Raising Children to Live on the Brighter Side of Life
Did you know that children as young as 5 years of age begin to understand that thoughts can influence our emotions? They know that while negative thoughts make us feel bad, a positive thought makes us feel better, so how can we foster positivity in our children?
You are your child’s best role model! Express optimism openly and let positivity show in the conversations you have with your child. Ask questions like “What are you looking forward to today”, “Did you enjoy yourself at school? Which was your favourite part?”. Avoid questions like, “What happened today?” or “Were you being naughty in school today?”.
The first set of questions models taking a positive perspective; the latter implies that you are only interested in the negative experiences. Over time, your child may go through each day looking out for the negatives to tell mummy and daddy; or simply shrug their shoulders and say nothing unusual happened.
Use Positive Reinforcement
When managing behaviour, focus on what your child is doing right rather than concentrating on wrong actions or behaviours. Children are more likely to display desired behaviours when they know what they have done right.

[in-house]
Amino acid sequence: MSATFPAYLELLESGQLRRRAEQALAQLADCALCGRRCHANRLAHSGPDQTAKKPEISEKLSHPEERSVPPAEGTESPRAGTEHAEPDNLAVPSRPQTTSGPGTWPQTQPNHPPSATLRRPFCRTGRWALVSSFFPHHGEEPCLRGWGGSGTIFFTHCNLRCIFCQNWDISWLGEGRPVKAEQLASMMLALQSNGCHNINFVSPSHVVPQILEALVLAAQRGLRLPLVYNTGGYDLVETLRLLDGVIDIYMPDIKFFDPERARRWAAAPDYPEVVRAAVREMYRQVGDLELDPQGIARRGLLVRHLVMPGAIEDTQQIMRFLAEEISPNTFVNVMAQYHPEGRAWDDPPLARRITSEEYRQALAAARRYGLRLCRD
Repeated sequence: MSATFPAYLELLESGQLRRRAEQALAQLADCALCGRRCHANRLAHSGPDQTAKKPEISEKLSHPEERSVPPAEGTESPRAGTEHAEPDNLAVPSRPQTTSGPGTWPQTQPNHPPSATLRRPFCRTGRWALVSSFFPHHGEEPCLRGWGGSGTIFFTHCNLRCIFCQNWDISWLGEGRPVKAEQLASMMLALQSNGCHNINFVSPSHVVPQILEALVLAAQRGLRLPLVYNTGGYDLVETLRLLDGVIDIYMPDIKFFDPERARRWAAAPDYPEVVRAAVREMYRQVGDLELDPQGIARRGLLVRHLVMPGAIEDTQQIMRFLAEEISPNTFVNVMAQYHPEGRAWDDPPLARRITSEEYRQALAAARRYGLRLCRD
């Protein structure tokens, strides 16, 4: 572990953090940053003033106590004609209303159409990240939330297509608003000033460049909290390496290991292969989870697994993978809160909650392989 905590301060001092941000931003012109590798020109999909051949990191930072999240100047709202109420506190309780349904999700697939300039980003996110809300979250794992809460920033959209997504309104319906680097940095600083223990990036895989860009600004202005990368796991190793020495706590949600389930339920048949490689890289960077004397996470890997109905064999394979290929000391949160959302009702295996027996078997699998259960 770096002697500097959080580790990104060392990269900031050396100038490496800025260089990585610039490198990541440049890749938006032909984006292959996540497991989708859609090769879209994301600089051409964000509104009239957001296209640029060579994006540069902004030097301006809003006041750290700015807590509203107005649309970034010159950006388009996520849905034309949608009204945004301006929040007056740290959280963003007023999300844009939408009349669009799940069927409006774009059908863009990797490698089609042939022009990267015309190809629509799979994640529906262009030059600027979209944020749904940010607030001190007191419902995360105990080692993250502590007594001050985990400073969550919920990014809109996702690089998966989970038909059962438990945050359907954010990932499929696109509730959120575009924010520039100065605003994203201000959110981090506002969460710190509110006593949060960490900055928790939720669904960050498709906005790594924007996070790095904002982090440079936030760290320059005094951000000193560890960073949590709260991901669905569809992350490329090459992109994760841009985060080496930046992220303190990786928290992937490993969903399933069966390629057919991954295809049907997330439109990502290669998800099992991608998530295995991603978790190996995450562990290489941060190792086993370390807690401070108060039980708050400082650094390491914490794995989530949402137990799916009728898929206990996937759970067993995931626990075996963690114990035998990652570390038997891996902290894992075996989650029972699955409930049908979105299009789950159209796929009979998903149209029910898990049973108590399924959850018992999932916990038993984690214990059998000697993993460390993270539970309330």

There are plenty of big and little things to celebrate in life—whether it be performing in front of an audience for the first time or savouring that last bit of ice cream in the tub.
Show your child that there are many things in life that we can be thankful about. When things aren't going well, teach your child to hope and appreciate even the smallest blessings.
Acknowledge All Emotions
We all experience days when we're just bummed about everything. We’re only human; we get sad, angry, frustrated and anxious from time to time. These emotions are just as valid as any other emotion. It's important to teach our children that it's okay to feel bad sometimes, but we shouldn’t let these emotions dictate our life.
Guide your child to reframe unpleasant situations. If it's raining and we can't play outside, acknowledge your child's disappointment. Then, suggest ways to deal with the negative event positively, “It's going to make us feel even more upset if we keep thinking about the rain. Let's find something fun to do while waiting!”
A positive approach to life can boost your child's self-esteem and overall mental well-being. Positive children tend to build healthy relationships with others; they are resilient in the face of failure and often find the courage to take on challenges. How else will you inspire your child to adopt a positive outlook in life?